Riots in Washington led to the biggest crisis in western democracy in living memory, and stock markets went up.
Markets surge as democracy goes close to collapse
9:30am January 6, 2021: the S&P 500 stood at 3,712. The next few hours saw rioters occupy US Congress, democracy itself seemed under threat, some called it an attempted military coup.
11:00am January 7, 2021; the S&P 500 stood 3,807. That was a good day’s trading. One can't help but think of an evil villain, stroking a cat, maniacally laughing while buying shares as rioters home in on the centre of western democracy.
Even the FTSE 100 index, an index that I sometimes think preoccupies a different universe from the US equivalent has risen since the riots.
The reason, I read, is that the markets were delighted with the news that that the Democrats had won the two Senate seats in Georgia, giving them control of Congress. That means lots of government stimulus and cheap money boosting the economy.
It is just that a few weeks earlier, the markets soared on what at the time was the perception that the Republicans would win Senate. The markets like it, I read, when Congress is split, with one party controlling the House of Representatives and the other Senate, that way it stops the US governments from applying policies deemed too extreme.
Are you getting the contradiction? In November, it is “yippee a divided Congress,” in January it is is “yippee a united congress.”
Now, I am going to exclusively reveal something. Are you ready? Let me emphasise; this really is something of a scoop; something very few people, except maybe the Illuminati, are aware of. So are you ready for this hot news? Here goes; a virus ran a-mock across the world in 2020, there, said it.
It may be you already knew this — which will of course mean that you, yourself is a member of the Illuminati, but the markets clearly had no idea. I know this for a fact because despite the global economy suffering its biggest peacetime downturn ever recorded in 2020, the S&P 500 rose around 20 per cent. If that doesn’t prove that the existence of an obscure virus, (which I can exclusively reveal is called Covid-19) was unknown to the markets, I don’t know what does.
Okay, I admit, I was not 100 per cent serious above. But there is a serious point.
The markets are meant to value-in future events, what they think might happen. They get wrong-footed if something happens that they hadn’t even got close to anticipating.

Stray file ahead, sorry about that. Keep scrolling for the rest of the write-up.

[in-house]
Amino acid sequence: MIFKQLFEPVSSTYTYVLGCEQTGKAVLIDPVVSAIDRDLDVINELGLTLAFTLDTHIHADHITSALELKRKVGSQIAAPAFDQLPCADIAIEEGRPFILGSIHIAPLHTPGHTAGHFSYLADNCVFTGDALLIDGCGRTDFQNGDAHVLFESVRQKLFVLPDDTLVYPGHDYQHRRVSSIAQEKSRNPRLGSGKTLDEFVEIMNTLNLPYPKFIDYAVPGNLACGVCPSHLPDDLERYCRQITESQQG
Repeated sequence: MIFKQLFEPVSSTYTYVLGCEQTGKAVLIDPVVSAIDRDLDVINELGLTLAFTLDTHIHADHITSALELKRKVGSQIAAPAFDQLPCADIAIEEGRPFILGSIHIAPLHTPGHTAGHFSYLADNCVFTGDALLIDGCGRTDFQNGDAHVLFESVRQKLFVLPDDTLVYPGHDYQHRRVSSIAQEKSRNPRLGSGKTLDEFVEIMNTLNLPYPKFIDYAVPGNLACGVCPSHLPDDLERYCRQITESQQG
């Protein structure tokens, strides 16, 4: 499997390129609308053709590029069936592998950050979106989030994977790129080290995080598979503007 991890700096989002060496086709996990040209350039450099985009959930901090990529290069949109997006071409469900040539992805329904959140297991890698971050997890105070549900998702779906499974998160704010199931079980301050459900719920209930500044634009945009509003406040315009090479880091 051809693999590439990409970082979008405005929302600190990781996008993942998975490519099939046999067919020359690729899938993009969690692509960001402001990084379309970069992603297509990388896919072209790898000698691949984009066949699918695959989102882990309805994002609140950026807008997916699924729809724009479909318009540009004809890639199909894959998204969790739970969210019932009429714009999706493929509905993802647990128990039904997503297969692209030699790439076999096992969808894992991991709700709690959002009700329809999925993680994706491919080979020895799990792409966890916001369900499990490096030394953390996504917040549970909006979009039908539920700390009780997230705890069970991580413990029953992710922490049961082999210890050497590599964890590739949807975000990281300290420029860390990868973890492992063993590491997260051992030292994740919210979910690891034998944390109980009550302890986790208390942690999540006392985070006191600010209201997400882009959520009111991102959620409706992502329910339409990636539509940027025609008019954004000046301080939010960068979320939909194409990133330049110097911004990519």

Now, I don’t think the markets had anticipated a virus in 2020 — no one did, not even Bill Gates who simply said that there would be a virus one day.
There is a sort of logic to this. When the markets value an asset, they are supposed to estimate future earnings and discount them by a given interest rate to derive a net current value. If news emerges that suggests interest rates will be less than expected; they do not discount future earnings by so much.
But I am not buying this as a reason to justify higher asset prices. It makes no sense to buy because of unexpected bad news because it means lower interest rates. The damage done by the bad news should always exceed the positive development created by lower interest rates.
Maybe this shows how asset prices and the economic well-being of ordinary people are becoming increasingly disconnected. I don’t buy this either — not in the long run. If ordinary people are shut out from benefiting from whatever good news there is, the long term effect will be negative.
Maybe there is something else at play.
Maybe the good news created by the terrible events of 2020 and now of January 6 2021, is that we can finally say goodbye to austerity and instead get what they call a Keynesian stimulus.
There is more. Covid has accelerated the adoption of digital technology. Maybe, just maybe, the events of January 6th will lead some tech companies to act more responsibly.
The combination of accelerated digital tech adoption, a Keynesian stimulus of the scale we normally only see during wartime and maybe more responsible action by techs is potentially good news that outweighs the bad.
At least, the above is the only explanation I can think of, without concluding that the markets have just gone mad. Mind you, as the events of January 6 show, there is a lot of madness about, at the moment.
These views are those of the author alone and do not necessarily reflect the view of The Share Centre, its officers and employees.